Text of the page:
Colombo, Identity, Peace and Conflict, Politics and Governance

‘Rally for Unity’, a March towards Reconciliation


Photo by Anushan Selvarajah, from Flickr photo set on rally

It is often the case that a nation which experienced a protracted war will tend to look forward rather than backward. For Sri Lankans, over the years, the war became a part of their lives, and survival a part of their routine. In such a context, healing becomes a lengthy and culturally-bound process. Though some may find it difficult to achieve, such process cannot be understated or underestimated when it comes to building a deeper unity, thus a sustainable peace for Sri Lanka. But how many of us really took the time and space to actually forgive and heal from a war that scattered a whole nation for over three decades, leaving behind scars that are still visible from the outside. How many of us actually grasped the opportunity to make a change?

Last Sunday, April 28th, marked a turning point in building such unity when a “voluntary movement of concerned Sri Lankans from various institutions, professions and industries” organized ‘Rally for Unity – Hate has no place in Sri Lanka’, a non-partisan anti-racism march for the promotion of ethno-religious harmony. Hundreds of people gathered for the occasion near the Nelum Pokona, in Colombo, irrespective of their political affiliation, ethnicity or religion. Holding banners in all three languages they began a peaceful protest, which in only two hours, brought together protestors from various backgrounds and affiliations. From politicians to members of the Clergy or diverse faiths, from students to civic society; they all gathered as one.

These peaceful protestors reminded us that although some may believe that it is their right to freely express themselves without any restraint whatsoever, one should always keep in mind that one’s freedom stops where someone else’s freedom begins (from the French proverb “La liberté des uns s’arrête là où commence celle des autres”). This means that freedom is being able to do anything that does not harm other members of a society who have the same rights. This was expressed in Article 4 of the French Declaration of Human Rights (1789):

Liberty consists in being able to do anything that does not harm others: thus, the exercise of the natural rights of every man has no bounds other than those that ensure to the other members of society the enjoyment of these same rights. These bounds may be determined only by Law.”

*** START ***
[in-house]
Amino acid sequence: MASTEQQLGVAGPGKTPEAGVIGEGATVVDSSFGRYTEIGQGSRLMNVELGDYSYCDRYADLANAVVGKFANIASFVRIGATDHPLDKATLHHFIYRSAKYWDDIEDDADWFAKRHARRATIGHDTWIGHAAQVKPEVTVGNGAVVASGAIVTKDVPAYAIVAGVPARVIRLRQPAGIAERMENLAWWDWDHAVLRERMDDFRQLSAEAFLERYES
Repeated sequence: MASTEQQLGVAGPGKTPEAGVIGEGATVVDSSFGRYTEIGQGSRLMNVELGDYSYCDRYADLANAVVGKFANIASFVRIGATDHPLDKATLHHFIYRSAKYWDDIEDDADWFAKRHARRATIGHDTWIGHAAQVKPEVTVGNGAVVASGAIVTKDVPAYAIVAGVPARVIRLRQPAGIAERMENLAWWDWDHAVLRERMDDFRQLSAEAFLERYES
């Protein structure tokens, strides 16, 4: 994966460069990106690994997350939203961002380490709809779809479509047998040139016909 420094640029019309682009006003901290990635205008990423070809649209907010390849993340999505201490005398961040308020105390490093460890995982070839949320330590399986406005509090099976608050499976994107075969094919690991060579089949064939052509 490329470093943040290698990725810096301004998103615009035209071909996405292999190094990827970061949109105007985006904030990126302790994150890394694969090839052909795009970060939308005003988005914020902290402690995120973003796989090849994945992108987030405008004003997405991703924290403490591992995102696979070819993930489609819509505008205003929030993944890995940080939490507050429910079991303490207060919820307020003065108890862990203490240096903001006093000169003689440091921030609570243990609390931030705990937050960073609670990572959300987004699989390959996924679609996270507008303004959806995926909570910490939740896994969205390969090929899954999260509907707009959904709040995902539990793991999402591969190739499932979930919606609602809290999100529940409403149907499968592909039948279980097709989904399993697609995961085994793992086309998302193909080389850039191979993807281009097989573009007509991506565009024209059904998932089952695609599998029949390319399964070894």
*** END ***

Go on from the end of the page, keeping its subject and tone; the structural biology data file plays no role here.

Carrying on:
This was later on confirmed in Article 29 II of the Universal Declaration of Human Rights (UDHR) which states that:

In the exercise of his rights and freedoms, everyone shall be subject only to such limitations as are determined by law solely for the purpose of securing due recognition and respect for the rights and freedoms of others and of meeting the just requirements of morality, public order and the general welfare in a democratic society.”

This awareness campaign against hate-speech and against the marginalization of minority communities in general was the opportunity for all communities, both the majority and the minorities, to peacefully express themselves as one voice, the voice of unity and of diversity. But most importantly, it was the opportunity for the younger generation to stand up for what they believe was right and say out loud, as could be seen on their banners, that ‘Racism stops with me’. Such campaigns are not only inspiring but they also give back hope by showing that the moderates will not remain silent any further when witnessing talks or acts of hate speech against a members or a member of any community.

This Sunday’s ‘Rally for Unity’ was not merely a march against racism. It is indeed the starting point of a march towards reconciliation, a march for equality, freedom and co-existence between communities that are still healing from decades of war. It is thereby a response to some of the long standing challenges faced by the country in its post-war era and mostly a response to the recent incidents promoted by ethno-religious fundamentalists. By starting this movement, which hopefully will inspire many and generate similar events island-wide, the Sri Lankan youth successfully opened an alternative space for a peaceful ethno-religious dialogue; a space which is both independent and inclusive enough to be in its own way disconnected from the State apparatus. Developing such a creative and critical thinking is an achievement that needs to be taken into account in times of crises. So far, such a space was barely available for people to express themselves freely, without any fear.

The challenge for the younger generation now remains in maintaining this space by strengthening, on a long term basis, their commitment to values such as pluralism and equality; enlightened values that will help forge a more united Sri Lanka.